Bullying is a form of violence. Bullies feel a sense of power from repeated provocation and taunting that over time may even escalate into dangerous physical violence or sexual assault. Victims of bullying may feel real fear, to the point of not wanting to go to school. Bullying may take the form of verbal and physical aggressiveness, rumors, or cruel insults and messages sent by email or posted on Internet social networks and chat rooms. Any kind of constant bullying can affect your teen, and insecure teens may come to feel like social outcasts. Bullies feel like they are in the position of power when they choose the weak and insecure as their immediate targets. Social status and appearance have a big impact at this age, and the outcome can be severe for those who are categorized by bullies as different and not being "cool" or popular enough.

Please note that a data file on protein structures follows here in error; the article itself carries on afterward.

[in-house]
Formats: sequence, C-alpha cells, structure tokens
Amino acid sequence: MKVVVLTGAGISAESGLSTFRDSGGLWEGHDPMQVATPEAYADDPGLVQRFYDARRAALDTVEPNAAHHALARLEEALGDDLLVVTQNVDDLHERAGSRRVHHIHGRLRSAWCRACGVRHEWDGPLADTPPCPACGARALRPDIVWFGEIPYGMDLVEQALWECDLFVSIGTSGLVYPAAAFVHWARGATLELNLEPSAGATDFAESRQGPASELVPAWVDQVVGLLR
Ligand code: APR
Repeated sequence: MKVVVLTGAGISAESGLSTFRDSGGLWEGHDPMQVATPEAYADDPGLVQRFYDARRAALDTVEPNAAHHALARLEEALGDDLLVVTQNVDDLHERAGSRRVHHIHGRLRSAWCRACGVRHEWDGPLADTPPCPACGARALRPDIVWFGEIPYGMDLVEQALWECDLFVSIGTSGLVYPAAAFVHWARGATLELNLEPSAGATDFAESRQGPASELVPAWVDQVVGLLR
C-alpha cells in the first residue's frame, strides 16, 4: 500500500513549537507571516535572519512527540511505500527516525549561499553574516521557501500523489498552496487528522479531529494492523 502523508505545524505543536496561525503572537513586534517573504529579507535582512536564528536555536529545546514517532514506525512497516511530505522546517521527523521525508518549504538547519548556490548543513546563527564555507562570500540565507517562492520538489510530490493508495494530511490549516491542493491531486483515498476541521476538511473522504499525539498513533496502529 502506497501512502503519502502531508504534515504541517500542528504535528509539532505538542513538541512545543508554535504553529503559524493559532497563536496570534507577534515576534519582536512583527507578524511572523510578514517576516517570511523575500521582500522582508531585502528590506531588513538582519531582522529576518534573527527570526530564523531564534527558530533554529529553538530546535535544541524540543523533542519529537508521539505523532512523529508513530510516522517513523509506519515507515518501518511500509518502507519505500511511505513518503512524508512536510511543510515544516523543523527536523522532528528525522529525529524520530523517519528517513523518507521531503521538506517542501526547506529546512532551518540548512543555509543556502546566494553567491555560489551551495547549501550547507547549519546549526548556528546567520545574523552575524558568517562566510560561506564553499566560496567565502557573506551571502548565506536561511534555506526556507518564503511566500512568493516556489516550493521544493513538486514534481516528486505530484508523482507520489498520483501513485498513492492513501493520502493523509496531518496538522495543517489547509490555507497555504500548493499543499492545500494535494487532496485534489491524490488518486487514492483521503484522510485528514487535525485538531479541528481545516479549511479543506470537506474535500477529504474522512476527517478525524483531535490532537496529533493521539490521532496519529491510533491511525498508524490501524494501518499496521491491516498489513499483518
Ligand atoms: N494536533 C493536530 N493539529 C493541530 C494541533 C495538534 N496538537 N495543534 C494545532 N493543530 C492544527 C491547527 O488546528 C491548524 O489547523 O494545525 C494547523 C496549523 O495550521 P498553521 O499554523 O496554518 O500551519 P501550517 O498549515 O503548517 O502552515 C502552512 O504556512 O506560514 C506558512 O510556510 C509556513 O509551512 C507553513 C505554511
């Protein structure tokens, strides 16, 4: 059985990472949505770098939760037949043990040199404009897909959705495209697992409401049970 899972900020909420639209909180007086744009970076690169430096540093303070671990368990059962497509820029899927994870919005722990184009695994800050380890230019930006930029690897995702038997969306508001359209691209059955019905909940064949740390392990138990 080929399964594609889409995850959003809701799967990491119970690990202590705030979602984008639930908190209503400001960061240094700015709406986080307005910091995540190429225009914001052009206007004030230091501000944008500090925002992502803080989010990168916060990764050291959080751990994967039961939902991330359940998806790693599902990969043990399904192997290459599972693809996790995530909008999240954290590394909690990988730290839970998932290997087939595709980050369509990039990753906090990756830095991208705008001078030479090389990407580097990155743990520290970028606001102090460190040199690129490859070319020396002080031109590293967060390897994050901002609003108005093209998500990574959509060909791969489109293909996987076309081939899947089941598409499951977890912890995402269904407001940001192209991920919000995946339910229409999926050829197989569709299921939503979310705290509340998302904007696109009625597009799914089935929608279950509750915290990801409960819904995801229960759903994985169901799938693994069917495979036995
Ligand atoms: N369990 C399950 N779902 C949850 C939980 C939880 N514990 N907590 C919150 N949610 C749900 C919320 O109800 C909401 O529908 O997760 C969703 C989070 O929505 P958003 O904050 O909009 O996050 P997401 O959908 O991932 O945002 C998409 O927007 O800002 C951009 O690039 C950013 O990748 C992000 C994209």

Intentional and repeated bullying has consequences for the victims. The physical effects of aggressive violence are the visible signs of bullying, but parents need to address other warning signs of physical, psychological or emotional distress. A constant state of stress and fear can affect your child's mental and physical health. The victim of bullying may not be able to concentrate, and school work may suffer. Problems in digestion, such as irritable bowel syndrome, are ways that severe and continuous bullying can affect teens. Alcohol and drug use may also be a stress-related result of bullying. Depression, anxiety and low self esteem that develop as a result of bullying can, in extreme cases, lead to suicidal thoughts.
Teens may not openly share their experiences with their parents, and the traumatizing often extreme effects of teenage bullying may remain under the radar for parents; so it is important to be aware of any significant changes in your teen's behavior and physical health.